Cultivating Wonder


If a child is to keep alive his inborn sense of wonder, he needs the companionship of at least one adult who can share it, rediscovering with him the joy, excitement, and mystery of the world we live in…If I had influence with the good fairy who is supposed to preside over the christening of all children, I should ask that her gift to each child in the world be a sense of wonder so indestructible that it would last throughout life.

– Rachel Carson, American biologist

It was the perfect autumn morning for a forest stroll, with crisp leaves underfoot and an electric blue sky above our heads. While the walk itself was pleasurable, my grandchildren, their parents, and their grandfather and I were on a mission: to see the salmon spawning in our local stream.

The water was running high after several days of torrential rain, and the fish proved elusive at first. But one by one we began to spot them. They were an impressive sight, muscling their way against the current. I couldn’t help but feel a touch of awe as I watched them fighting their way upstream, wild creatures playing their part in a cycle that stretches back for millions of years.

If I pass on anything to my grandchildren, I hope it’s this: the ability to feel wonder in the face of life’s beauty. For wonder in turn brings all kinds of good things. It stimulates curiosity and creativity. It inspires gratitude, reverence, and a sense that we are part of something much vaster than ourselves.

And did my grandchildren—ages 3, 4 and 6—feel some measure of wonder as they stood beside me at the water’s edge? I don’t know; I didn’t ask. Wonder isn’t something that can be taught or measured like memorizing the alphabet. In fact to pressure a child to feel wonder would be the surest way to send it fleeing. Wonder is itself like a wild salmon. We know when and where we’re most likely to find it, but there’s no guarantee it will show up. We can only pay attention and be grateful when it does appear.

Children have a natural capacity for wonder. The world is still new after all, and so they see everything with fresh and inquisitive eyes. But given the screens and other distractions that increasingly compete for their attention, we as the adults who love them need to be intentional in the experiences we provide our youngest generation.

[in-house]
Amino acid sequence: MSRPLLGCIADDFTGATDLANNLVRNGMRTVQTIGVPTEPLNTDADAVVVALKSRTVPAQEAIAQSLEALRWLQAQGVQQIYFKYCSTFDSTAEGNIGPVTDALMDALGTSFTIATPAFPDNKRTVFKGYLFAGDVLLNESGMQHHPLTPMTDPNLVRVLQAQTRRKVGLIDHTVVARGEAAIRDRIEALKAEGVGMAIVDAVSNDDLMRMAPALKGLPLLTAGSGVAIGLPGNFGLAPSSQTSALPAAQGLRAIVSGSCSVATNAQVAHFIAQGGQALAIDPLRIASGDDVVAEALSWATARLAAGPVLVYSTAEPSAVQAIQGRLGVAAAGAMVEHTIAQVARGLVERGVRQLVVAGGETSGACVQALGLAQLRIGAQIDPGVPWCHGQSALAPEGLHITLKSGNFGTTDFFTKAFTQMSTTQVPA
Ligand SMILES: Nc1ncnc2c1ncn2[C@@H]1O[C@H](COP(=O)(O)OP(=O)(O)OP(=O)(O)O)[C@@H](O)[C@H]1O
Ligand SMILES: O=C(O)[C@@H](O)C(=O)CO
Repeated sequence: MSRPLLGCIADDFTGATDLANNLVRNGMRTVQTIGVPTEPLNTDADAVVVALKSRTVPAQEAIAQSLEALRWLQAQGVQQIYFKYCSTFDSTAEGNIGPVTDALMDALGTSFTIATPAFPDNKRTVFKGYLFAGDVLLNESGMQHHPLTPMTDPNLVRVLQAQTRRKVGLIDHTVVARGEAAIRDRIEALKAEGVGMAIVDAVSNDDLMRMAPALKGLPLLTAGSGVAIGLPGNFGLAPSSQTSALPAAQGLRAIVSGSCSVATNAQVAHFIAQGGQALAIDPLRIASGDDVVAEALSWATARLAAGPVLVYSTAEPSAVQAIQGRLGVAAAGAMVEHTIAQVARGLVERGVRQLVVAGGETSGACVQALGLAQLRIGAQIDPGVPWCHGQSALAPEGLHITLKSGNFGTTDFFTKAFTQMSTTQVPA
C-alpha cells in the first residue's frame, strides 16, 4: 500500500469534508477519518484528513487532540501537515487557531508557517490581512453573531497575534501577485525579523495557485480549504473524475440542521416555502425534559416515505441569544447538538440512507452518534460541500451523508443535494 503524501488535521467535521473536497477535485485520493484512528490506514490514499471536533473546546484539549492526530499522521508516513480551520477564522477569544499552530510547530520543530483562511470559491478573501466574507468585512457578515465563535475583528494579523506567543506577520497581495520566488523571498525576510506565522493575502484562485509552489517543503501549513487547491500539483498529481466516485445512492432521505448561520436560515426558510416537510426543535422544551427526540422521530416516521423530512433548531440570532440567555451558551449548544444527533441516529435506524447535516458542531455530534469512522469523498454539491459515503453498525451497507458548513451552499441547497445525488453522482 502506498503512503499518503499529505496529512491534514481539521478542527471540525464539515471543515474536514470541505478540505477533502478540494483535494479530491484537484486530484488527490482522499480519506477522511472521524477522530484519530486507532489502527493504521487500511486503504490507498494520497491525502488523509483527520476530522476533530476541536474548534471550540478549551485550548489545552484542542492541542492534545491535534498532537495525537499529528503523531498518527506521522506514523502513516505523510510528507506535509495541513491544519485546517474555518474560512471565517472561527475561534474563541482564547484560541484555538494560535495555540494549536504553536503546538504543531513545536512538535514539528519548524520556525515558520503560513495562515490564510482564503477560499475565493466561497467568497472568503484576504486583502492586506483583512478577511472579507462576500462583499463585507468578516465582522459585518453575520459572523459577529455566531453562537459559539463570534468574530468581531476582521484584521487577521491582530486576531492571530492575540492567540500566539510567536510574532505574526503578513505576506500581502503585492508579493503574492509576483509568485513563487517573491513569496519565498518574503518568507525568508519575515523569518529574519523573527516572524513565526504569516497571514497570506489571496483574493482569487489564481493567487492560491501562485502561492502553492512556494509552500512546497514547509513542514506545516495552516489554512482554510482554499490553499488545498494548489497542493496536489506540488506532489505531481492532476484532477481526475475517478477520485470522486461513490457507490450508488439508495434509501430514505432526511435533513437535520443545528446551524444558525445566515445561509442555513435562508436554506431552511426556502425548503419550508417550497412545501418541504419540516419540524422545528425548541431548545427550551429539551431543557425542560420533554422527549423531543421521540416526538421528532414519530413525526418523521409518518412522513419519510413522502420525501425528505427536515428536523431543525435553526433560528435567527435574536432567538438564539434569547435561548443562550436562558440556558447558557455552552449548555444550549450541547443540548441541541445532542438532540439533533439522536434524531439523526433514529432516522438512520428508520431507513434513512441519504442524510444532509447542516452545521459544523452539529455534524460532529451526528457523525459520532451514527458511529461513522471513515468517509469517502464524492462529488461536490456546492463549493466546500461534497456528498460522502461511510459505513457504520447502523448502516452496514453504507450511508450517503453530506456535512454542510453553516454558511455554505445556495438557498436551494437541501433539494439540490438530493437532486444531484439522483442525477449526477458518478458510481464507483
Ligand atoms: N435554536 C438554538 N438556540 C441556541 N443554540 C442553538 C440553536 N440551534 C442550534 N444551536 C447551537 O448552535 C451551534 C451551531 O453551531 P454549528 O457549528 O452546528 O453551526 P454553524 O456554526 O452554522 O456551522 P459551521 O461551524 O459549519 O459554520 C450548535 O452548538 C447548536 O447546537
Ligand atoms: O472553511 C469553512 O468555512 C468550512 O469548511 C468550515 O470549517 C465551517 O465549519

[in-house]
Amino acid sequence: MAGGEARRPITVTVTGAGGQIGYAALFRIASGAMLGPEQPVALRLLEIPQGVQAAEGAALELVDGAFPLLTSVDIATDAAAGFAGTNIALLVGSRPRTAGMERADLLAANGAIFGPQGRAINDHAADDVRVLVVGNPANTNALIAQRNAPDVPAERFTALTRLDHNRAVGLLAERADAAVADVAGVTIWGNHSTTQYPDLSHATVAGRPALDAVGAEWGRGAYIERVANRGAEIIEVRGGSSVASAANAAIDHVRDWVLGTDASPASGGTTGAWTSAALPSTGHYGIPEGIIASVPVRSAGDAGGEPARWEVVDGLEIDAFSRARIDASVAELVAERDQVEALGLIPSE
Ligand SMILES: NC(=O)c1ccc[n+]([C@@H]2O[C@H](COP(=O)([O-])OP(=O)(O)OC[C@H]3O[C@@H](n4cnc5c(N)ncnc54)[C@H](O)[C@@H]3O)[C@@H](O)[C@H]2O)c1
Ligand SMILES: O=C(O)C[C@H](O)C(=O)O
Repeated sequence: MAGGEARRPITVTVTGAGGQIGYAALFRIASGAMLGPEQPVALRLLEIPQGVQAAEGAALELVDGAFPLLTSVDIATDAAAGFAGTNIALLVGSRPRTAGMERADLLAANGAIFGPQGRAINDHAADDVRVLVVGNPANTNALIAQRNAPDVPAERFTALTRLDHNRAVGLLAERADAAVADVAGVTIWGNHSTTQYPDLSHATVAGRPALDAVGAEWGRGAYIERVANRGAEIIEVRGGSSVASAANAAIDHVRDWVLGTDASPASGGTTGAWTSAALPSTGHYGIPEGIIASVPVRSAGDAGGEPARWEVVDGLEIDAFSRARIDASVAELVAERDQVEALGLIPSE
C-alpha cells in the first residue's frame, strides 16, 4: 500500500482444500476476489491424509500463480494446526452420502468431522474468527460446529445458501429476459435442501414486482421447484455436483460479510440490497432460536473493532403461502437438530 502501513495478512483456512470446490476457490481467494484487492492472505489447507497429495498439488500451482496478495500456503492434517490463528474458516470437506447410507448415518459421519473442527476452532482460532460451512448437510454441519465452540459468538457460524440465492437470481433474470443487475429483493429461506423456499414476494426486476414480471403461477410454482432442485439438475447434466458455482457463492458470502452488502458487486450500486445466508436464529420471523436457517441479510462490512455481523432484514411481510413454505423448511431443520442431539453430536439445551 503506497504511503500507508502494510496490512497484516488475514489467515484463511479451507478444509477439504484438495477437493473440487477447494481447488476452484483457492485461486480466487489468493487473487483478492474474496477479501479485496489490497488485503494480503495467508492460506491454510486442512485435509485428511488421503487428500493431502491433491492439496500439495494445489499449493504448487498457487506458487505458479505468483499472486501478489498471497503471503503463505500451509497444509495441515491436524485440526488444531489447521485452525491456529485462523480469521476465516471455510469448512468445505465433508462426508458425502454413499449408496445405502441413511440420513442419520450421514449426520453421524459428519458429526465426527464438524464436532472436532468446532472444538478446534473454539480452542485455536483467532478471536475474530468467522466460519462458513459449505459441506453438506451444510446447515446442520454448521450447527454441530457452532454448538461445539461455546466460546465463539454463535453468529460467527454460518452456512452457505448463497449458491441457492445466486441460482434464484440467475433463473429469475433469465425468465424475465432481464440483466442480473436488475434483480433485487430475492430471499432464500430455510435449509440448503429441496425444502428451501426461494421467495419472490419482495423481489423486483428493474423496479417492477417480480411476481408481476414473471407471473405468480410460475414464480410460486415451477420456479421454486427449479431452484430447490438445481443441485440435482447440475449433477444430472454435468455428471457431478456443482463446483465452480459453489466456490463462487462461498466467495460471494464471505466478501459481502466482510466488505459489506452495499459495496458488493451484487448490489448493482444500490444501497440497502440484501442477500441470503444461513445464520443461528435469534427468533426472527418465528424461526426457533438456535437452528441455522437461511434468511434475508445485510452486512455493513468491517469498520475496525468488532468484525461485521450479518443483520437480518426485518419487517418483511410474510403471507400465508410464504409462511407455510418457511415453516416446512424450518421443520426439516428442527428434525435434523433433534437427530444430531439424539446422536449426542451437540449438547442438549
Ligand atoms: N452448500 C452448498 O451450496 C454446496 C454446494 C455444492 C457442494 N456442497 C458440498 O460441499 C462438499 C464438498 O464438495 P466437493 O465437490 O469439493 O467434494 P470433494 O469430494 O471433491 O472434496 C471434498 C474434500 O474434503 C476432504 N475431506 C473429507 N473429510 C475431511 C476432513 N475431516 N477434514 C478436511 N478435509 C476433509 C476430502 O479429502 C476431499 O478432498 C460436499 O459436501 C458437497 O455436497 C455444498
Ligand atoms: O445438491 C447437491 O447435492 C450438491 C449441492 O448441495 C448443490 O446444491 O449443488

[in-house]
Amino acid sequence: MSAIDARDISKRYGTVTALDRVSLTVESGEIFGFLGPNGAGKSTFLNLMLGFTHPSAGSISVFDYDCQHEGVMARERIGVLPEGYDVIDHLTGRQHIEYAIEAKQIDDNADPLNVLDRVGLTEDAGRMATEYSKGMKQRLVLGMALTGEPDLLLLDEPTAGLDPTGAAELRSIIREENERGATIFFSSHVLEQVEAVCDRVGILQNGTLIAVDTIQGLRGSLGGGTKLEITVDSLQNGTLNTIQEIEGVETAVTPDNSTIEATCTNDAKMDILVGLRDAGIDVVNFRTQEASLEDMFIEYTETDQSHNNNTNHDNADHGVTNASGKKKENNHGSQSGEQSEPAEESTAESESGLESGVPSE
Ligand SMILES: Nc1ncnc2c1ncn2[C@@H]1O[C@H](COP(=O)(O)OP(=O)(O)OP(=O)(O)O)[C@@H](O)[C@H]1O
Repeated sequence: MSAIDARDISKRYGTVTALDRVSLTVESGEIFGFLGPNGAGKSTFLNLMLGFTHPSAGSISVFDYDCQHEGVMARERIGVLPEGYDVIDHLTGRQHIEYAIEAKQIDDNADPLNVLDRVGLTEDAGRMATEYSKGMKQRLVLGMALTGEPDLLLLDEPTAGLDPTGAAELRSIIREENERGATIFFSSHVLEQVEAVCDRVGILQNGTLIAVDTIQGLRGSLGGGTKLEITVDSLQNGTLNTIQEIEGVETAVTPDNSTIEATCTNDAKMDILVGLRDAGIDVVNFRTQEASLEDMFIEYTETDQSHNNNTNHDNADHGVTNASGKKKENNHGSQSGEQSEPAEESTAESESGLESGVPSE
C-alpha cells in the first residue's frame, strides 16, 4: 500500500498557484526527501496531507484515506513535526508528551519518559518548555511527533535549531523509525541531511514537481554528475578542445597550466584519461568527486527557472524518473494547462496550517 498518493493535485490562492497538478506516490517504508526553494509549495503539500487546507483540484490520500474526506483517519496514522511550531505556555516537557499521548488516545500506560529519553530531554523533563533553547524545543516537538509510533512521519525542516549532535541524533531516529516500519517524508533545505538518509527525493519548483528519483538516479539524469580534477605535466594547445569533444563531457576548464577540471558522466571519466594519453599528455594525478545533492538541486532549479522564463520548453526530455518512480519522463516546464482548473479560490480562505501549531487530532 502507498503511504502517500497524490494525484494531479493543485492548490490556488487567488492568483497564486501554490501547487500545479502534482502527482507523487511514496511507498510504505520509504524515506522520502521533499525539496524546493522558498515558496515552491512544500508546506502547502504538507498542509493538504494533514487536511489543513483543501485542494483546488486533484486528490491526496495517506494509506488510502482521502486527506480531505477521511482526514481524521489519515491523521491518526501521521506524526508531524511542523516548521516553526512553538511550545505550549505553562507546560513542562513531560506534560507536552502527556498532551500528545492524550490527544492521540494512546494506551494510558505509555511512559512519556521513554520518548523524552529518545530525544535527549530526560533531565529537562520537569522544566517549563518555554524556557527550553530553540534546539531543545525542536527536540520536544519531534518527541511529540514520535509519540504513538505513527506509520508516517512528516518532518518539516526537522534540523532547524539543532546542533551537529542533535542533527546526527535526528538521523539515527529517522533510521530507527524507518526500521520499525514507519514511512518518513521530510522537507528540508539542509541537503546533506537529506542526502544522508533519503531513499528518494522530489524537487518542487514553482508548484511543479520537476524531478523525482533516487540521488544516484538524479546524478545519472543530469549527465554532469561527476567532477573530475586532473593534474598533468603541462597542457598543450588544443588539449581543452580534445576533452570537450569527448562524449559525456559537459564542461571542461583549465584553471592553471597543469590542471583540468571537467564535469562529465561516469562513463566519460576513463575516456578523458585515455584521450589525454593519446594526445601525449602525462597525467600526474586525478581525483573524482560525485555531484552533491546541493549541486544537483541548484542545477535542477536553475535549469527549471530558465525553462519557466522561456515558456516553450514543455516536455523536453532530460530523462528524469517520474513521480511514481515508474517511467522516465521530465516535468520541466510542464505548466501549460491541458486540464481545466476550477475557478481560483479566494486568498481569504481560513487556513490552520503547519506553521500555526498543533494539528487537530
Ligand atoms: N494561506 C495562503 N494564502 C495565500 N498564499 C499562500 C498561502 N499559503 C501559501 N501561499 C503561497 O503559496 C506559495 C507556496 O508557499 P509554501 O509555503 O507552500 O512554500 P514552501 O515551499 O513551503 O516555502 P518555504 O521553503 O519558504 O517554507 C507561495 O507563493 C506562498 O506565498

Here on Vancouver Island, we are spoiled for natural wonders: the salmon spawning in our rivers, the sea lions barking in our bays, the eagles soaring above our estuaries – even whales swimming off our coast. And if the wildlife doesn’t show up, there’s always the scenery to fall back on, from the hidden treasures of Horne Lake Caves, to the spectacular geological formations of Port Renfrew’s Botanical Beach, to the big waves of Tofino or the ancient trees of Avatar Grove.

While it’s still many months away, glowing phytoplankton on a moonless summer night is one Island wonder I will be actively pursuing. When tiny marine algae called dinoflagellates are present near the surface of the water, any agitation (a kayak paddle, swirling stick or thrown pebble) will make them sparkle and glow. It’s well worth staying up late for this magical experience, and finding a dark bay away from the light pollution of urban development. And if it happens to be mid-August and you’re already up, you might also want to position yourself and your grandchildren to watch the Perseid Meteor Shower.

In my experience, wonder shows up most reliably in moments of attention and stillness. While I challenge anyone not to fill at least a stirring of awe under a clear night sky filled with “falling stars,” or beside a 1,000 year-old Cedar tree with a circumference of 11 metres, size and scale aren’t essential when courting wonder. Small things can be just as effective, especially for young children: hermit crabs or anemones in a tidal pool; dragonflies skimming over the surface of a pond; toes dipped in a shallow stream; the first salmon, or thimble, or huckleberry of the season; the first snowflake caught on the tongue.

As much as I’m personally drawn to the natural world, it’s far from the only source of wonder, of course. Any beautiful or moving experience can inspire it, from a striking artwork, to a stirring piece of music, to the tug of a kite-string as a colourful kite dips and soars overhead. What matters most is that we are ready and receptive to experience the gift being offered, that fragile moment when the universe cracks open just wide enough to give us a glimpse of something shining.

Attitude is everything when it comes to cultivating wonder. We can help our grandchildren by modeling our own attentiveness and delight when we see or hear or feel something that moves us deeply. Our own awe serves as a signal that there’s something worth paying attention to. It gives our grandkids permission to feel and express deep emotion as well, as they discover and explore the world.

What moves our grandchildren may turn out to be very different from what moves us. And that’s a wonder in itself—how unique each one of us is. I for one can’t wait to learn each of my grandchildren’s “wonder” languages.

Rachel Dunstan Muller
Rachel Dunstan Muller
Rachel Dunstan Muller is the mother of five, and a children’s author. Her previous articles can be found at